The British Travel Poster - Impossible in its execution - Imperative in its attempt.

Travel Posters In A Post War World – 1949 – Past Daily Reference Room

The British Travel Poster – Impossible in its execution – Imperative in its attempt.

London Letter – Essay By John Connell – April 6, 1949 – BBC Radio North America Service – Gordon Skene Sound Collection –

The lure of the Travel Poster of the 20th century – for Americans it was sun-washed depictions of the Southwest; the sun-and-fun lifestyle so far removed from the grey drudgery of the Industrial East. It was probably the catalyst for the mass exodus to the West Coast after World War 2.

And it was the same throughout much of the world. Probably the most prolific and memorable of the travel poster-generating countries was Britain; where sun-drenched depictions of seaside bathers, bucolic landscapes and rustic cottages beamed down from cold and damp subways, or plastered on billboards facing bomb-damaged buildings as a reminder that life was returning to normal and there were surely better days ahead.

In this episode of London Letter, which was a weekly program broadcast to North America by the BBC World Service, author and commentator John Connell talks about a recent exhibition in April of 1949 of travel posters and previews of new travel posters about to grace London streets, buses and Tubes.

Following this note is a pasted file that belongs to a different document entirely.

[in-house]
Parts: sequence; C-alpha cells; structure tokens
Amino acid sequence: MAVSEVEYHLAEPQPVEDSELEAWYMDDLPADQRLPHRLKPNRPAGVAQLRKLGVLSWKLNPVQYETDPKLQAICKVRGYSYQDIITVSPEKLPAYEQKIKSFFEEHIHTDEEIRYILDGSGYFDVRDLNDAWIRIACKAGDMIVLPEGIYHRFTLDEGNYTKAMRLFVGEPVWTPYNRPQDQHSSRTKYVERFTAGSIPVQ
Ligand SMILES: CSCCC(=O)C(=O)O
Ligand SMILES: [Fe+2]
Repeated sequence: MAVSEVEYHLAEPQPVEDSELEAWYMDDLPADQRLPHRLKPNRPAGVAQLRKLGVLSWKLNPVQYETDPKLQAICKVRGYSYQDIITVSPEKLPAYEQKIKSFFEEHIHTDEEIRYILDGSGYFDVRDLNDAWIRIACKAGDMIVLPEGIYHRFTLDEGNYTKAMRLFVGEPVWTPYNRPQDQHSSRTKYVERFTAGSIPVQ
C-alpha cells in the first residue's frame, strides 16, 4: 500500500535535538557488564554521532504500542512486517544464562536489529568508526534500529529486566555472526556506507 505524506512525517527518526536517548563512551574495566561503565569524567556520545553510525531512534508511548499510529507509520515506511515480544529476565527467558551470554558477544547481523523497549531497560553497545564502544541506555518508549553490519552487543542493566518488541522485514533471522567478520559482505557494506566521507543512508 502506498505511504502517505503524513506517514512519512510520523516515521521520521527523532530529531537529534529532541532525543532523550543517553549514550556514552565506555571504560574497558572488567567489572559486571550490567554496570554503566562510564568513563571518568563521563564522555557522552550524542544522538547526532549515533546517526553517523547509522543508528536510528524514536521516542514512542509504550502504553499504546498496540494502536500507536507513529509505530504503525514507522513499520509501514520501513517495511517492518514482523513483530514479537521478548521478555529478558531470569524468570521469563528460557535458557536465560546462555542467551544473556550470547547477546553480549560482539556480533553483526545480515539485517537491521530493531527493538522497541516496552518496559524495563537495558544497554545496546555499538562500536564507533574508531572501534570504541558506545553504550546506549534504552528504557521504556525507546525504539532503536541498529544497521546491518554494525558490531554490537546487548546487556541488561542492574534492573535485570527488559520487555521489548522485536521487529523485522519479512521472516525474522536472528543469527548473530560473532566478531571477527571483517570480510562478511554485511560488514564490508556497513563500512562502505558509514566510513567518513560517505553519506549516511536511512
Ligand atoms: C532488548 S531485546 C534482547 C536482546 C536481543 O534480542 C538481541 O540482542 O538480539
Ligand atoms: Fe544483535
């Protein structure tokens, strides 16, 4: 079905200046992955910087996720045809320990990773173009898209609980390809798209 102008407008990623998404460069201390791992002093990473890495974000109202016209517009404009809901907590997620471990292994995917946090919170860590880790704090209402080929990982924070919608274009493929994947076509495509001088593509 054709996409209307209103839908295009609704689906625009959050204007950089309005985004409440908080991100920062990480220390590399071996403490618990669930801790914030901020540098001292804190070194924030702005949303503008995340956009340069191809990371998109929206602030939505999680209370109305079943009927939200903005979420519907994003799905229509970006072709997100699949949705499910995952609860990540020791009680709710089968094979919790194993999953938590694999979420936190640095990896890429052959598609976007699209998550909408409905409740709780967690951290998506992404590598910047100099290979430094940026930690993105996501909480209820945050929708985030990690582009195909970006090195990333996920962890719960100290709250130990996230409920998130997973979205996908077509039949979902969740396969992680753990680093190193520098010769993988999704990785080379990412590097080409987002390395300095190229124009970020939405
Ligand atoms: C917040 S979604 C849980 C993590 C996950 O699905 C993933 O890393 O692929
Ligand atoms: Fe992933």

Connell revisits the favorite posters of his youth – the feelings and spirit those landscapes and portraits held for him, and no doubt many millions of others who gazed at the visions of impossible sun and tropical warmth and fell into daydreams.

It was part of the continuing adjustment Britain and Europe were undergoing, rebuilding and recovering from the war – a war that, even in 1949 where VE and VJ Days were only four years earlier – the recovery was ongoing and the morale was on the slow but steady mend.

We all hear about the bold strokes, the major moves in the Post War World. The encroaching Cold War and the political struggles which most European countries faced – but we don’t really hear about the human aspects – how the people were reacting and how they were recovering – how those scars and emotional wounds were healing.

So this broadcast from April 6, 1949 may not resonate with many, or even most – it does offer an insight into what the average Briton was dealing with and working on, overcoming after a devastating war and a rapidly changing world.

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